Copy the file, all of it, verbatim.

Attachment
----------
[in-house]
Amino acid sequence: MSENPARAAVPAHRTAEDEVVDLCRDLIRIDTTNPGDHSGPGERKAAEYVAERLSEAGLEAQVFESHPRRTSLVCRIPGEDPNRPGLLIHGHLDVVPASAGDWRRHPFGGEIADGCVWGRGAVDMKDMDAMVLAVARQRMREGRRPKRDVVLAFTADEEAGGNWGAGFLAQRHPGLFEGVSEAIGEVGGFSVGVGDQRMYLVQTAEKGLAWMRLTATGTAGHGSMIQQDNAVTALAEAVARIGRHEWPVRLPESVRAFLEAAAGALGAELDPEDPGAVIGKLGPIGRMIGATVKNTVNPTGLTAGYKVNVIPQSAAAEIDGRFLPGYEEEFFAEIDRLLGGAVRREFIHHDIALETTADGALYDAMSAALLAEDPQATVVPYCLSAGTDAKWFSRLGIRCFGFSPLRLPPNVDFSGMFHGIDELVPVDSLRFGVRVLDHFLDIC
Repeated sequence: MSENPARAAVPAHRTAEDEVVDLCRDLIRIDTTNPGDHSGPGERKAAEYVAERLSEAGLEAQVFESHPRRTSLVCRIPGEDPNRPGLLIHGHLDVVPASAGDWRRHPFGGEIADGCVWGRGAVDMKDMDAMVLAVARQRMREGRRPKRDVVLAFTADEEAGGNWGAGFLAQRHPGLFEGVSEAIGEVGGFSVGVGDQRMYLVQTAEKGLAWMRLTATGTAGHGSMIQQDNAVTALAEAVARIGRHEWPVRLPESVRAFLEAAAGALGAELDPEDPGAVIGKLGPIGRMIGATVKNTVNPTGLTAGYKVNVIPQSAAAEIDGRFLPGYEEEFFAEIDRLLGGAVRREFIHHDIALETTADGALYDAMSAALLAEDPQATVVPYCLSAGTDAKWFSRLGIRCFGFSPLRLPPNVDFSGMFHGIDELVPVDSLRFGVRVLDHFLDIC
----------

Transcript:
[in-house]
Amino acid sequence: MSENPARAAVPAHRTAEDEVVDLCRDLIRIDTTNPGDHSGPGERKAAEYVAERLSEAGLEAQVFESHPRRTSLVCRIPGEDPNRPGLLIHGHLDVVPASAGDWRRHPFGGEIADGCVWGRGAVDMKDMDAMVLAVARQRMREGRRPKRDVVLAFTADEEAGGNWGAGFLAQRHPGLFEGVSEAIGEVGGFSVGVGDQRMYLVQTAEKGLAWMRLTATGTAGHGSMIQQDNAVTALAEAVARIGRHEWPVRLPESVRAFLEAAAGALGAELDPEDPGAVIGKLGPIGRMIGATVKNTVNPTGLTAGYKVNVIPQSAAAEIDGRFLPGYEEEFFAEIDRLLGGAVRREFIHHDIALETTADGALYDAMSAALLAEDPQATVVPYCLSAGTDAKWFSRLGIRCFGFSPLRLPPNVDFSGMFHGIDELVPVDSLRFGVRVLDHFLDIC
Repeated sequence: MSENPARAAVPAHRTAEDEVVDLCRDLIRIDTTNPGDHSGPGERKAAEYVAERLSEAGLEAQVFESHPRRTSLVCRIPGEDPNRPGLLIHGHLDVVPASAGDWRRHPFGGEIADGCVWGRGAVDMKDMDAMVLAVARQRMREGRRPKRDVVLAFTADEEAGGNWGAGFLAQRHPGLFEGVSEAIGEVGGFSVGVGDQRMYLVQTAEKGLAWMRLTATGTAGHGSMIQQDNAVTALAEAVARIGRHEWPVRLPESVRAFLEAAAGALGAELDPEDPGAVIGKLGPIGRMIGATVKNTVNPTGLTAGYKVNVIPQSAAAEIDGRFLPGYEEEFFAEIDRLLGGAVRREFIHHDIALETTADGALYDAMSAALLAEDPQATVVPYCLSAGTDAKWFSRLGIRCFGFSPLRLPPNVDFSGMFHGIDELVPVDSLRFGVRVLDHFLDIC